Structure and function of bistratified intrinsically photosensitive retinal ganglion cells in the mouse

Tiffany M. Schmidt, Paulo Kofuji*

*Corresponding author for this work

Research output: Contribution to journalArticlepeer-review

77 Scopus citations

Abstract

A subpopulation of retinal ganglion cells (RGCs) expresses the photopigment melanopsin, rendering these cells intrinsically photosensitive (ipRGCs). These cells are critical for competent circadian entrainment, pupillary light reflex, and other non-imaging-forming photic responses. Research has now demonstrated the presence of multiple subpopulations of ipRGC based on the dendritic stratification in the inner plexiform layer (IPL), those monostratified in the Off sublamina (M1), those monostratified in the On sublamina (M2,4,5), and those bistratified in both the On and the Off sublaminae (M3). Despite evidence that M1 and M2 cells are distinct subpopulations of ipRGC based on distinct morphological and physiological properties, the inclusion of M3 cells as a distinct subtype has remained controversial. Aside from the identification of M3 cells as a morphological subpopulation of ipRGC, to date there have been no functional descriptions of M3 cell physiology or synaptic inputs. Our data provide the first in-depth description of M3 cell structural and functional properties. We report that M3 cells form a morphologically heterogeneous population but one that is physiologically homogeneous with properties similar to those of M2 cells.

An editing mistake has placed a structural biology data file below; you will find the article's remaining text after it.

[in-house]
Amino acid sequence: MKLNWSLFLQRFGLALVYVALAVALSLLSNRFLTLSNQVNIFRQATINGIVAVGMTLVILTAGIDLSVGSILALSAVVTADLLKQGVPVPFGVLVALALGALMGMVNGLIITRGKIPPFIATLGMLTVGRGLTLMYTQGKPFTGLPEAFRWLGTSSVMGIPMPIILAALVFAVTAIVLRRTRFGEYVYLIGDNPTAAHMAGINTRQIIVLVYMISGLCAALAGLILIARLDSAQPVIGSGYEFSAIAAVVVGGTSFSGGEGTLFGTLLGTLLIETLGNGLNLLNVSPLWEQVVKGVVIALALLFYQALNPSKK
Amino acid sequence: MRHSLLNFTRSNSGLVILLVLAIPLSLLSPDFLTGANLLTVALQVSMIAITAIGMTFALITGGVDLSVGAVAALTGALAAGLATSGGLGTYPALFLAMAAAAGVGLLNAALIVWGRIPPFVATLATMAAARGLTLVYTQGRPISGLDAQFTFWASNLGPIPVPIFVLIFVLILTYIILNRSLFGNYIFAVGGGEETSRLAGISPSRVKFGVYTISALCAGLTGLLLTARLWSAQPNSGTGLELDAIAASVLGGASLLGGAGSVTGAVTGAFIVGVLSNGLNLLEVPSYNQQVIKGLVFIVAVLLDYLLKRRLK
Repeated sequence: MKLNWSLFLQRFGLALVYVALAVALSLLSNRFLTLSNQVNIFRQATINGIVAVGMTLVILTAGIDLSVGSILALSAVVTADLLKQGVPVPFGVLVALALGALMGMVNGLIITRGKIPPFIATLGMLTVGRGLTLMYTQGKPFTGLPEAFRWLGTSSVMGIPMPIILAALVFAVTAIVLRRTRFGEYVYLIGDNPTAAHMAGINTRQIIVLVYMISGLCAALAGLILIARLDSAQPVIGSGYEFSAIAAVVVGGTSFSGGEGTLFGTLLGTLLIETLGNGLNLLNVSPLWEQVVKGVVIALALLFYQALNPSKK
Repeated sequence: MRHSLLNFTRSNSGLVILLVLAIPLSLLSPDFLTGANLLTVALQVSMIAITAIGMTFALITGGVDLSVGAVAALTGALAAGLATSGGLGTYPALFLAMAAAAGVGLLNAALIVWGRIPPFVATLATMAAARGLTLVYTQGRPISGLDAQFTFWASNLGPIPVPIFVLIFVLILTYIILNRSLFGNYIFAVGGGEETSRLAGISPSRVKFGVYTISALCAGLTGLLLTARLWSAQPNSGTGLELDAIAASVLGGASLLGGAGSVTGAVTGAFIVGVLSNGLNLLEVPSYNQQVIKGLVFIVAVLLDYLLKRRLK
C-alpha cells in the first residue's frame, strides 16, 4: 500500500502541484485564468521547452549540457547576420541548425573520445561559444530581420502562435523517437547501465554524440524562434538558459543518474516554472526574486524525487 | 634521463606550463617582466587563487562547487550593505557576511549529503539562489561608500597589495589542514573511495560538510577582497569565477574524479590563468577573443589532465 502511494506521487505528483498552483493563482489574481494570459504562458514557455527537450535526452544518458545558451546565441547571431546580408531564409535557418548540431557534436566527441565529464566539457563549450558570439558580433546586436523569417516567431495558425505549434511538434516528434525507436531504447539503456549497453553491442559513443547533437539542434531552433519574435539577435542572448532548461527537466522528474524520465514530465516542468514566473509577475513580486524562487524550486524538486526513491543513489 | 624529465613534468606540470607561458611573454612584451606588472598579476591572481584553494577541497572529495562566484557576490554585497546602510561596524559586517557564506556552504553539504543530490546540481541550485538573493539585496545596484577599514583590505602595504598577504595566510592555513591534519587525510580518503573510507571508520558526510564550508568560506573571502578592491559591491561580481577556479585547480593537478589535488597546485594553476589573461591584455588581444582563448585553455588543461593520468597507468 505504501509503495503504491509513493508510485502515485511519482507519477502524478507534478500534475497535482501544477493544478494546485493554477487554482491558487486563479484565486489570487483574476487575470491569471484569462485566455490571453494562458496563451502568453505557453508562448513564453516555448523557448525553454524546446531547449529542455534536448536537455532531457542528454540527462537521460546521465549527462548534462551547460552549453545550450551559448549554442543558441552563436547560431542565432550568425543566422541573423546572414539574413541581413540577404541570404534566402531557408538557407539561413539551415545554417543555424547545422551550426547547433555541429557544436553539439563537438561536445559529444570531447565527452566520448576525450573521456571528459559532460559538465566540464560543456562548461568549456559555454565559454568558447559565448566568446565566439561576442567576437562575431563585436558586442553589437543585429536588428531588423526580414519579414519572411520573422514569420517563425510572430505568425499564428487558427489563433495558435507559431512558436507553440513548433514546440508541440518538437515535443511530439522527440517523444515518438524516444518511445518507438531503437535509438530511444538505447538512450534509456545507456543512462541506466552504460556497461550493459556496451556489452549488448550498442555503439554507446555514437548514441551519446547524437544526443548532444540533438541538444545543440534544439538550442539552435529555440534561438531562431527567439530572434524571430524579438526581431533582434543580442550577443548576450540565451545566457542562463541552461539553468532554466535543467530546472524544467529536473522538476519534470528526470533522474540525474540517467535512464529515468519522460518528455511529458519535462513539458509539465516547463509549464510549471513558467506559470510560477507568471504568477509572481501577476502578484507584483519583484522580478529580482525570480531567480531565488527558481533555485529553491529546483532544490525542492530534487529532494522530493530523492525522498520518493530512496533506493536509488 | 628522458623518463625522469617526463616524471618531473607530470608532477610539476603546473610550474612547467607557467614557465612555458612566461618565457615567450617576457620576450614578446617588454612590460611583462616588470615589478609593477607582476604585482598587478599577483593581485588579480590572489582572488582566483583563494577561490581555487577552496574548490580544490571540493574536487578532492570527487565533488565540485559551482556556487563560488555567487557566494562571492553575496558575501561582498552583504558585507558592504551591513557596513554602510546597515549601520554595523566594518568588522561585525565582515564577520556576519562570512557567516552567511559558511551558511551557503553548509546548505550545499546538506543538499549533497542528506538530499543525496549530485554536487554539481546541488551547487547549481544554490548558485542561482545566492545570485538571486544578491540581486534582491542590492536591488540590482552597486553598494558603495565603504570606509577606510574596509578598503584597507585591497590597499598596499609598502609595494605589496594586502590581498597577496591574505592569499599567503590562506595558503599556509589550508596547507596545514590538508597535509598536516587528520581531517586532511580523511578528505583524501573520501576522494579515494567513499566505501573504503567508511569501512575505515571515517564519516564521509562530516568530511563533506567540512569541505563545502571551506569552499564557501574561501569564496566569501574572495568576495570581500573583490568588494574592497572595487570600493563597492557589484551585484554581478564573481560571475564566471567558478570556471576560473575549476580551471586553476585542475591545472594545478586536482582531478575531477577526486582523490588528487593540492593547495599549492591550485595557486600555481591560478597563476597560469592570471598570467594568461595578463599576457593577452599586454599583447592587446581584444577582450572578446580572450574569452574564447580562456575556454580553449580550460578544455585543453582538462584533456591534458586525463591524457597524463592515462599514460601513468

Original languageEnglish (US)
Pages (from-to)1492-1504
Number of pages13
JournalJournal of Comparative Neurology
Volume519
Issue number8
DOIs
StatePublished - Jun 1 2011

Keywords

  • Circadian entrainment
  • Dendrite
  • Dendritic arborization
  • Intrinsically photosensitive ganglion cell
  • M3 cells
  • Melanopsin
  • On pathway
  • Patch clamp
  • Retina
  • Synapse

ASJC Scopus subject areas

  • Neuroscience(all)

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